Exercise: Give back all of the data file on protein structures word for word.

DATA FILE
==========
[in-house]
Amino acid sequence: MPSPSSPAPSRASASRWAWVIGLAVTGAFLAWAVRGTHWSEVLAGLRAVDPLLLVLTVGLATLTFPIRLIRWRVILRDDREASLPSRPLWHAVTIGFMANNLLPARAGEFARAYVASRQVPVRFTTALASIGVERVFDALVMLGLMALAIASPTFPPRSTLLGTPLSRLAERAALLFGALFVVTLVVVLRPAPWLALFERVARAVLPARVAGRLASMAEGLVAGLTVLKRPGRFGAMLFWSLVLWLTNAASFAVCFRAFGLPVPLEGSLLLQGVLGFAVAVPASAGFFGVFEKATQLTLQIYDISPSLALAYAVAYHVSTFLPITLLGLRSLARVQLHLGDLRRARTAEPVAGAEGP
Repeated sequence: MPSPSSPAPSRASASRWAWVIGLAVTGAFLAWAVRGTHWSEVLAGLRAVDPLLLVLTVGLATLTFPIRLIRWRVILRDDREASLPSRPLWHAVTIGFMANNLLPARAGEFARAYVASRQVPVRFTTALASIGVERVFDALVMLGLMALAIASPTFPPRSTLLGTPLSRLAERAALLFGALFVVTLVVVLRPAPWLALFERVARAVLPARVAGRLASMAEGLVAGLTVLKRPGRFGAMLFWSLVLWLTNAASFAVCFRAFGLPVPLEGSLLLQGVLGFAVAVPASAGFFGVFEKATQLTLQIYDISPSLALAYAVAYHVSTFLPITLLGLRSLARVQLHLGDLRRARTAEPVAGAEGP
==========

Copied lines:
[in-house]
Amino acid sequence: MPSPSSPAPSRASASRWAWVIGLAVTGAFLAWAVRGTHWSEVLAGLRAVDPLLLVLTVGLATLTFPIRLIRWRVILRDDREASLPSRPLWHAVTIGFMANNLLPARAGEFARAYVASRQVPVRFTTALASIGVERVFDALVMLGLMALAIASPTFPPRSTLLGTPLSRLAERAALLFGALFVVTLVVVLRPAPWLALFERVARAVLPARVAGRLASMAEGLVAGLTVLKRPGRFGAMLFWSLVLWLTNAASFAVCFRAFGLPVPLEGSLLLQGVLGFAVAVPASAGFFGVFEKATQLTLQIYDISPSLALAYAVAYHVSTFLPITLLGLRSLARVQLHLGDLRRARTAEPVAGAEGP
Repeated sequence: MPSPSSPAPSRASASRWAWVIGLAVTGAFLAWAVRGTHWSEVLAGLRAVDPLLLVLTVGLATLTFPIRLIRWRVILRDDREASLPSRPLWHAVTIGFMANNLLPARAGEFARAYVASRQVPVRFTTALASIGVERVFDALVMLGLMALAIASPTFPPRSTLLGTPLSRLAERAALLFGALFVVTLVVVLRPAPWLALFERVARAVLPARVAGRLASMAEGLVAGLTVLKRPGRFGAMLFWSLVLWLTNAASFAVCFRAFGLPVPLEGSLLLQGVLGFAVAVPASAGFFGVFEKATQLTLQIYDISPSLALAYAVAYHVSTFLPITLLGLRSLARVQLHLGDLRRARTAEPVAGAEGP